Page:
Cardiovascular diseases (CVD) including hypertension, are characterized by underlying systemic inflammation. Periodontitis, which can impact the systemic inflammatory burden has recently been linked to high blood pressure (BP). However, the relationship of gingival bleeding, as an easily accessible marker of periodontal disorder, with hypertension, remains unclear.
Survey-based propensity score matching (PSM) incorporating major confounders shared between hypertension and periodontal diseases was applied to cross-sectional NHANES III data from 5396 adults at least 30 years old who underwent BP measurement and periodontal examination, identifying two matched groups with and without gingival bleeding. The association of bleeding gums with SBP (mmHg) and high/uncontrolled BP was then assessed with generalized additive models incorporating inflammatory markers. Stratification by periodontal status (healthy; gingivitis; stable periodontitis; unstable periodontitis) was performed. Variables importance was estimated using machine learning.
Gingival bleeding (gingivitis; unstable periodontitis) was independently associated with +2.6 mmHg (P < 0.001) SBP compared with no bleeding (healthy periodontium; stable periodontitis), and with greater odds (OR = 1.42; 95% CI = 1.19–1.68; P < 0.001) of high/uncontrolled BP. Participants with unstable periodontitis had higher SBP than those with stable periodontitis (+2.1 mmHg; P < 0.001) or gingivitis (+5.3 mmHg; P < 0.001). Unstable periodontitis and gingivitis were consistently associated with increased risk of high/uncontrolled BP (OR = 1.65, 95% CI = 2.14–1.82; OR = 1.49, 95% CI = 1.22–1.82, respectively). Inflammatory markers allowed a maximum of 12% gain in the models’ predictive power.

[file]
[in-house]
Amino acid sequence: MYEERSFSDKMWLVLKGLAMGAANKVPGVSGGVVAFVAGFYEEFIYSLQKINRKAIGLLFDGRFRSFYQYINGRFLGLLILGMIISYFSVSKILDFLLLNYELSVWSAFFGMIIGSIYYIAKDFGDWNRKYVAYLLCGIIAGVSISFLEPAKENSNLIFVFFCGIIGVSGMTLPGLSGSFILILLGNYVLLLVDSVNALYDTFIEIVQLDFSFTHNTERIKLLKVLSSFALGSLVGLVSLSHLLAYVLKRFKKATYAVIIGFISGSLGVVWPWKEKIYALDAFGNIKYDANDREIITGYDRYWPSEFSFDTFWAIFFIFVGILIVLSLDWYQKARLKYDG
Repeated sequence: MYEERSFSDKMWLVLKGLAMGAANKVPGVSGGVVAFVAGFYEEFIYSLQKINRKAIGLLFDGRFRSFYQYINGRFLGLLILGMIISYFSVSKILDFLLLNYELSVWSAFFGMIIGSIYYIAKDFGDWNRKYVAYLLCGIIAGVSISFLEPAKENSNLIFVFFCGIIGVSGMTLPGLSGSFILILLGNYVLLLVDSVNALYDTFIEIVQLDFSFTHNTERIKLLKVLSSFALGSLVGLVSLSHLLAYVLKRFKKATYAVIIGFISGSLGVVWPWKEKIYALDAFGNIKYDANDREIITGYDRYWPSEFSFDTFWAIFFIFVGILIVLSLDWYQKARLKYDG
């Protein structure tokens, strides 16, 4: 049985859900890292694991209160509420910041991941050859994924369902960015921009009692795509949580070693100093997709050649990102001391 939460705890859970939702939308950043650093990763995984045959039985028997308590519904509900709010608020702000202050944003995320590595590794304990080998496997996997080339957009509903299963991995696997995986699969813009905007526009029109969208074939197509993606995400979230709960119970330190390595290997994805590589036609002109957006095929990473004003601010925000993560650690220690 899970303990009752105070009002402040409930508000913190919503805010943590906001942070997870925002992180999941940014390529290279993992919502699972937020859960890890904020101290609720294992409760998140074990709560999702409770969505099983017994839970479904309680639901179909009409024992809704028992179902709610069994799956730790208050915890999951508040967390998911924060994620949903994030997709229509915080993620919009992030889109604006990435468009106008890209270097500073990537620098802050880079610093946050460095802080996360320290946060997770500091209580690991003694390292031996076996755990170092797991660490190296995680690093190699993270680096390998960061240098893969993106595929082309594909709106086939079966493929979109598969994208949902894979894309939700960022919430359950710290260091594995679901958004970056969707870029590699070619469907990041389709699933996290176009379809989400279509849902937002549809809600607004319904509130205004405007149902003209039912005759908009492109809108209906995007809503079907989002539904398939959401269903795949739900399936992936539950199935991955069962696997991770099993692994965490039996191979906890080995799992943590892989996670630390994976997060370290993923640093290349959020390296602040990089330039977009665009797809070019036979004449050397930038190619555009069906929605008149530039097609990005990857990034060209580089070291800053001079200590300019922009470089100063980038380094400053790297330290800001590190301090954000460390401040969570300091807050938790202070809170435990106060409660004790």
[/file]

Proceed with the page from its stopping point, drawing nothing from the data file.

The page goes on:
Gingival bleeding contributes to shaping the relationship between periodontal diseases and BP, but the burden represented by periodontitis is also crucial. Periodontal evaluation might be of importance in difficult to control hypertension.